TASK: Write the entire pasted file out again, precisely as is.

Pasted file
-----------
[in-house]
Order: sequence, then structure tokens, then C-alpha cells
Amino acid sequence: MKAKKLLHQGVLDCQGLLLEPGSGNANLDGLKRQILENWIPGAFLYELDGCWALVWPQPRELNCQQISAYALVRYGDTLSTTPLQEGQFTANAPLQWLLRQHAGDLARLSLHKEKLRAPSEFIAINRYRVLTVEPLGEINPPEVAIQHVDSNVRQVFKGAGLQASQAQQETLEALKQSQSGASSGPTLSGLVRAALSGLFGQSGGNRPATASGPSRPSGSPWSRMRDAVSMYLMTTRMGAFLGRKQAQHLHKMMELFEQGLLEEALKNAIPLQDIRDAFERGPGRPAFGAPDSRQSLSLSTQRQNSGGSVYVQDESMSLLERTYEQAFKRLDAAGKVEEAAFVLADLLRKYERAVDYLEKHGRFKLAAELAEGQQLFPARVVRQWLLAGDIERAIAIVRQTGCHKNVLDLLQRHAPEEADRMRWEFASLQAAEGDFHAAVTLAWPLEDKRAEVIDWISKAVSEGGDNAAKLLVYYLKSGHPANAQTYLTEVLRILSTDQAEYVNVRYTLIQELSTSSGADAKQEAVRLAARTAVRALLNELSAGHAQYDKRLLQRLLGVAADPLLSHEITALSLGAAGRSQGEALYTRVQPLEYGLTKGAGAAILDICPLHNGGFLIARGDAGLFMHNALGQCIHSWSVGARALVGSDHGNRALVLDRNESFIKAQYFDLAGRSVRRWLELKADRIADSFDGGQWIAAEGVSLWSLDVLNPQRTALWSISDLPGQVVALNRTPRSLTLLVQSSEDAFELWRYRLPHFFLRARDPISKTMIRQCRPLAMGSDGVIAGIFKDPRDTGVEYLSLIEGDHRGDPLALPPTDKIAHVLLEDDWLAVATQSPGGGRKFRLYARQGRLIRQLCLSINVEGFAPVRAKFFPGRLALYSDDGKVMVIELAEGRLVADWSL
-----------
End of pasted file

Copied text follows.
[in-house]
Order: sequence, then structure tokens, then C-alpha cells
Amino acid sequence: MKAKKLLHQGVLDCQGLLLEPGSGNANLDGLKRQILENWIPGAFLYELDGCWALVWPQPRELNCQQISAYALVRYGDTLSTTPLQEGQFTANAPLQWLLRQHAGDLARLSLHKEKLRAPSEFIAINRYRVLTVEPLGEINPPEVAIQHVDSNVRQVFKGAGLQASQAQQETLEALKQSQSGASSGPTLSGLVRAALSGLFGQSGGNRPATASGPSRPSGSPWSRMRDAVSMYLMTTRMGAFLGRKQAQHLHKMMELFEQGLLEEALKNAIPLQDIRDAFERGPGRPAFGAPDSRQSLSLSTQRQNSGGSVYVQDESMSLLERTYEQAFKRLDAAGKVEEAAFVLADLLRKYERAVDYLEKHGRFKLAAELAEGQQLFPARVVRQWLLAGDIERAIAIVRQTGCHKNVLDLLQRHAPEEADRMRWEFASLQAAEGDFHAAVTLAWPLEDKRAEVIDWISKAVSEGGDNAAKLLVYYLKSGHPANAQTYLTEVLRILSTDQAEYVNVRYTLIQELSTSSGADAKQEAVRLAARTAVRALLNELSAGHAQYDKRLLQRLLGVAADPLLSHEITALSLGAAGRSQGEALYTRVQPLEYGLTKGAGAAILDICPLHNGGFLIARGDAGLFMHNALGQCIHSWSVGARALVGSDHGNRALVLDRNESFIKAQYFDLAGRSVRRWLELKADRIADSFDGGQWIAAEGVSLWSLDVLNPQRTALWSISDLPGQVVALNRTPRSLTLLVQSSEDAFELWRYRLPHFFLRARDPISKTMIRQCRPLAMGSDGVIAGIFKDPRDTGVEYLSLIEGDHRGDPLALPPTDKIAHVLLEDDWLAVATQSPGGGRKFRLYARQGRLIRQLCLSINVEGFAPVRAKFFPGRLALYSDDGKVMVIELAEGRLVADWSL